Anyway … every little bit counts. By cutting down on the eating out, by getting better deals for the utilities and taking advantage of some coupons can clearly make a dent in the amount of money spent each month. This extra money can be saved or used to pay off debt faster, thus helping the family get into a better financial position.

    • KJ says:

      That’s nice if you have the time. Not everyone has the luxury of being a stay-at-home parent or even working a 40-hour work week, so please save the preaching about how it’s a sacrifice to go out to eat meals made of “lesser ingredients”. Just because you’re affluent and bored enough to cook homemade meals “from the best ingredients” doesn’t mean everyone else is. In the real world, we have to work late or attend college or pick up children from daycare, and eating out is a nice treat.

      • Dude says:

        ….”Bitter, party of one…you’re table is ready”.

  2. CB says:

    Yes! I completely agree. I’ve always called this “limiting my fixed expenses.” If you set up a few of these things right you put your low cost lifestyle on autopilot, and make it super easy to cut back in case of an emergency/change of income. It’s my #1 budget priority.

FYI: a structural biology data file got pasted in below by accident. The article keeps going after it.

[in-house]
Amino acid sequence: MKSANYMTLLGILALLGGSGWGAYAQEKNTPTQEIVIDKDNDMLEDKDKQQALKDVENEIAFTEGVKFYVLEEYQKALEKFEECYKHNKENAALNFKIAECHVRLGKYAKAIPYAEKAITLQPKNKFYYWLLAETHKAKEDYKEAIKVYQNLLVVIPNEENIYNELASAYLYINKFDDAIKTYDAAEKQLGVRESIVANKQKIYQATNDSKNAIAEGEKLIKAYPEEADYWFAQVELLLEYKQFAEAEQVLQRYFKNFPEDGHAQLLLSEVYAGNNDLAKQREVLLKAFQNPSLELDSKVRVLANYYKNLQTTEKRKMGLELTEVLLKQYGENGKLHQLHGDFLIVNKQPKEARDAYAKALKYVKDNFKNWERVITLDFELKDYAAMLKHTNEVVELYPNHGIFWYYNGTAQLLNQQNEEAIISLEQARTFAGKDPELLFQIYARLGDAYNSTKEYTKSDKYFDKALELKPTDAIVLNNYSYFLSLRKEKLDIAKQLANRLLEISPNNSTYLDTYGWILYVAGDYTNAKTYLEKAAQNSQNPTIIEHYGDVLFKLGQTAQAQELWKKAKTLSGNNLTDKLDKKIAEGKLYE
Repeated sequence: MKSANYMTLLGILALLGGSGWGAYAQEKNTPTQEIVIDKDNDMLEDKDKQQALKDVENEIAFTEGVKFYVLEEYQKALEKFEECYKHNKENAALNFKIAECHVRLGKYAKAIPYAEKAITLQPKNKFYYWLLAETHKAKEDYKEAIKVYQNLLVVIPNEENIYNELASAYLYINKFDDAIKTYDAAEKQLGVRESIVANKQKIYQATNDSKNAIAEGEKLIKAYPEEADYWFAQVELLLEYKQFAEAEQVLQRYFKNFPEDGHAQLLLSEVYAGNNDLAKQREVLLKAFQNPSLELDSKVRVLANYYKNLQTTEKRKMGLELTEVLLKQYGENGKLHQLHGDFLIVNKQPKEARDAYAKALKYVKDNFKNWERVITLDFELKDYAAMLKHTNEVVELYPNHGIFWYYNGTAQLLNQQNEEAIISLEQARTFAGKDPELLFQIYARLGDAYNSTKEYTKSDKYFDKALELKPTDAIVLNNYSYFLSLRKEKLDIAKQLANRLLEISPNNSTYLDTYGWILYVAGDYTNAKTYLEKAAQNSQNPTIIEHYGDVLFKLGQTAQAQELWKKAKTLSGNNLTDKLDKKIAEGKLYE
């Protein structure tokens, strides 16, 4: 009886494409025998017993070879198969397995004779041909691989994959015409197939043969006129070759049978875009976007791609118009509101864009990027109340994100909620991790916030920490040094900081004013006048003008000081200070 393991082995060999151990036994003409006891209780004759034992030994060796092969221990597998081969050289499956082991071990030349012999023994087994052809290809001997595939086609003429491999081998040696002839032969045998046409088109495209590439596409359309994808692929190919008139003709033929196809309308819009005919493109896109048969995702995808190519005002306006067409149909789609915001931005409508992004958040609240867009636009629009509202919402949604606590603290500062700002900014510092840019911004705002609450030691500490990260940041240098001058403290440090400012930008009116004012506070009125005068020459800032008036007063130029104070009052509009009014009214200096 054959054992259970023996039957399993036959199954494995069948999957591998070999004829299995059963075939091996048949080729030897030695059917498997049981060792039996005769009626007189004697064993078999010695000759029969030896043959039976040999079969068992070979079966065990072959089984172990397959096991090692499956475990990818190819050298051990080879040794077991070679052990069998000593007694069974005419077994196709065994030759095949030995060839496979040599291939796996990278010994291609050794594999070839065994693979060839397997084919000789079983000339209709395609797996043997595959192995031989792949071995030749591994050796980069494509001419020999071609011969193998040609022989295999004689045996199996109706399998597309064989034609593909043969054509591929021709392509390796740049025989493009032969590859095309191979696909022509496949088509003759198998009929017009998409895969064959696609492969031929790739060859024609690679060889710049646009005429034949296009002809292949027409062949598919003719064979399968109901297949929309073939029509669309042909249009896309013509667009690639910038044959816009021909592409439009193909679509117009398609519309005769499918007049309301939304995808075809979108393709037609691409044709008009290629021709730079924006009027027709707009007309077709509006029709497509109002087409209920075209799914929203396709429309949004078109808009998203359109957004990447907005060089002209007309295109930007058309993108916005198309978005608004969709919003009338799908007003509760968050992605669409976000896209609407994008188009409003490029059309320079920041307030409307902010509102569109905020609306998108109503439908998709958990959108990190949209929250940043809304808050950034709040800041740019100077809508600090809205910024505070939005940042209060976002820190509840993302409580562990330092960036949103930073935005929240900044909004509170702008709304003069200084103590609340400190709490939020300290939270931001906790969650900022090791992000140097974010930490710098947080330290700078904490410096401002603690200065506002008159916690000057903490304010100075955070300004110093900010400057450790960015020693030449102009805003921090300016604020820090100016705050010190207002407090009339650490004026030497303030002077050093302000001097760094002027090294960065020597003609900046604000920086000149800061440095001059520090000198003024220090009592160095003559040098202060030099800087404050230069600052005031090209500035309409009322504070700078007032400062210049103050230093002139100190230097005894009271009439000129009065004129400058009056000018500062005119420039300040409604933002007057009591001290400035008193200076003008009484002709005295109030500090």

3. DB says:

    It doesn’t have take longer or be more expensive. Sometimes simple meals can take a lot less time and money than going to a restaurant and waiting for a meal. I have a recipe for chicken cutlets to make ahead and freeze that can be baked in about 20 minutes. Come in, turn on the oven, start water for spaghetti, pop the cutlets in, make a salad, set the table and dinner is ready in less than 1/2 hour. Yesterday for lunch alone I had half a can of chili beans and 1/3 bag of frozen stir fry vegetables. Two minutes in the microwave and I had a healthy lunch that cost less than a dollar. (It would cost about $1.35 if I used Kroger organic beans this week.) I plan to bake a sweet potato, have a green salad with some garbanzo beans, plus pineapple I froze last time whole ones were on sale.